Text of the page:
How Hard Can It Be?

When I started teaching English as a second language, I had no idea what to expect. I didn’t know whether I would be pointing at a plant and saying ‘green’, pointing at my smiling face and saying ‘happy!’ or repeating ‘hello, goodbye’ over and over again. I did think to myself, ‘how hard can it be … teaching people my own language?’, but beyond that, I didn’t really think of how things would proceed. I ignored the more obvious questions of, ‘I can speak my native language, but can I teach it?’ and ‘where does one actually begin when teaching a language?’ and jumped in. In hindsight, not knowing how little I knew was probably a good thing. Had I known how little I knew – in the beginning – and how often I had had to completely fake it, I may never have jumped with such gay abandon. I may have been far too tentative and far too nervous and the students would have smelt it, like sharks smell blood, and eaten me alive.

You see in some cases, and in some countries, teaching English may well involve 2 hours of teaching kids how to count, or a few hours of ‘please’ and ‘thank you’ and ‘I would like a coffee.’ But not here. Here, people start learning English at school. By the time they have finished, they have been learning English in a school environment for ten years. Most of them know the grammar, many of them better than English speakers themselves. (I shudder to think of what teaching English in the Netherlands or Scandinavia, where they don’t dub film or television and where the people speak near perfect, accent-less English is like.) Most of them don’t really want to know how to order a coffee, they want to know more. They want to perfect their grammar and move onwards and upwards towards total fluency. Or even worse … they are totally fluent and want to get even better. They want to speak like native speakers.

To be a language teacher means you really have to get inside your own language and know it inside out. It is to be intensely familiar, on a whole new level, with your mother tongue. Your grammar has to be perfect, or close to, all the time because your students are going to write down and repeat what you say, or catch you out, or prove you wrong, or double and triple check to see if you are absolutely sure that is the only preposition you can use in that sentence. Sure, as native speakers, we should all know the basics – although many of us don’t, including those with journalism degrees writing for daily nationals – but knowing the basics isn’t enough. You need to know the answer and you need to know why it is as it is, or why, out of several possibilities, the answer you are giving them is the best possible one. Why this tense now and not that one? Why this preposition here, but in an almost identical situation, that one? Why should I put this word in this position in the sentence, and not in that one? Why can’t I say this? Am I wrong, or is it just not ideal? What makes it less ideal than your suggestion? Are you sure?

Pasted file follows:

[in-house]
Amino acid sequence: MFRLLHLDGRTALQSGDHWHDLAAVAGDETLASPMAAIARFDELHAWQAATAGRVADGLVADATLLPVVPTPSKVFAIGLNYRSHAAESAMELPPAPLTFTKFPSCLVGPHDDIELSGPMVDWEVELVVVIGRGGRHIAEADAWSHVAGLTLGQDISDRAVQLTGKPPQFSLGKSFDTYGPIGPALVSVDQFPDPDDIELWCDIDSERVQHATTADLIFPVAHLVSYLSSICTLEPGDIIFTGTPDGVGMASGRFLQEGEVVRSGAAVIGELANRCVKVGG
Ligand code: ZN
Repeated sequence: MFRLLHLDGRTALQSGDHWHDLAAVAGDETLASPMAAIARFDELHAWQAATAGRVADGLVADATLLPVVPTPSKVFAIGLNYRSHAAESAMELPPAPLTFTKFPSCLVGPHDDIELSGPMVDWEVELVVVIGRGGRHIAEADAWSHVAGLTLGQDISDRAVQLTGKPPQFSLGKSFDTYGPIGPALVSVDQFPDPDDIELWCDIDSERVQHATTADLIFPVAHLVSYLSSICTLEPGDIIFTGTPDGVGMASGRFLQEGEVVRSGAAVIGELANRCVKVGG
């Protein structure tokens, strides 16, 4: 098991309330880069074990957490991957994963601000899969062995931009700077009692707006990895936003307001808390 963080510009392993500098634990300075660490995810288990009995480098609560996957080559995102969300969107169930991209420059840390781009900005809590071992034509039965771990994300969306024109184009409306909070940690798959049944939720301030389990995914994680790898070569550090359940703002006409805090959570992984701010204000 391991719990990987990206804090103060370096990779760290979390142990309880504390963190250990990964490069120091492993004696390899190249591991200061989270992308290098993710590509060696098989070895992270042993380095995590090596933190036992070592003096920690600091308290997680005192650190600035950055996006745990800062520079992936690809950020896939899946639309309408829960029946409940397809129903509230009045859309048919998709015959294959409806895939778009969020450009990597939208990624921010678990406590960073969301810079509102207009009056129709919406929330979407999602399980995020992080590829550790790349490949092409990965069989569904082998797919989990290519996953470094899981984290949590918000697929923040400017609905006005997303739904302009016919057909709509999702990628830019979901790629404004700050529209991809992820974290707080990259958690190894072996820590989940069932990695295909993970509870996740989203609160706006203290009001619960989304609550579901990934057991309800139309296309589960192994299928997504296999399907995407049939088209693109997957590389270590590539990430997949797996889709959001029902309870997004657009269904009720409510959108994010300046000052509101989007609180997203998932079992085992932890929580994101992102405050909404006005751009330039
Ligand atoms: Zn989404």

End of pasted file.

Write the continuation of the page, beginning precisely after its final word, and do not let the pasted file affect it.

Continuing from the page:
Beyond the complicated, bendable, nit-picky, sometimes bizarre grammatical basics of the fluid, flexible (and fantastic) English language, there are other things you will be called upon to do as a language teacher. You may have to help bankers understand legal documents; write a speech for a company’s CEO; teach suits the terms and systems specific to the business world; teach civil servants the language, terms and processes specific to the sector of the government they work for; make people aware of cultural differences and how to deal with them in different situations; teach pronunciation in the ‘how now brown cow’ kind of way; prepare students for university entrance examinations that consist of data analysis and essays. Often you must maintain the energy necessary to keep one single class interested and informed for 5 hours straight, or coax someone to speak, as grammatically correctly and as clearly as they can, for 90 minutes.

To be a language teacher is also to be something of a trivia vessel. You have to know a lot about stuff (or at least hoard facts as you go along). Stuff about your own culture, stuff about places you have been to, stuff about literature they studied in high school, films they have seen, songs they have heard, historical moments they are curious about. Not only because, quite often, you need to encourage people to speak by speaking yourself, but also because when it comes to one culture’s curiosity about another, people ask the strangest things. And then, of course, they almost always ask ‘why?’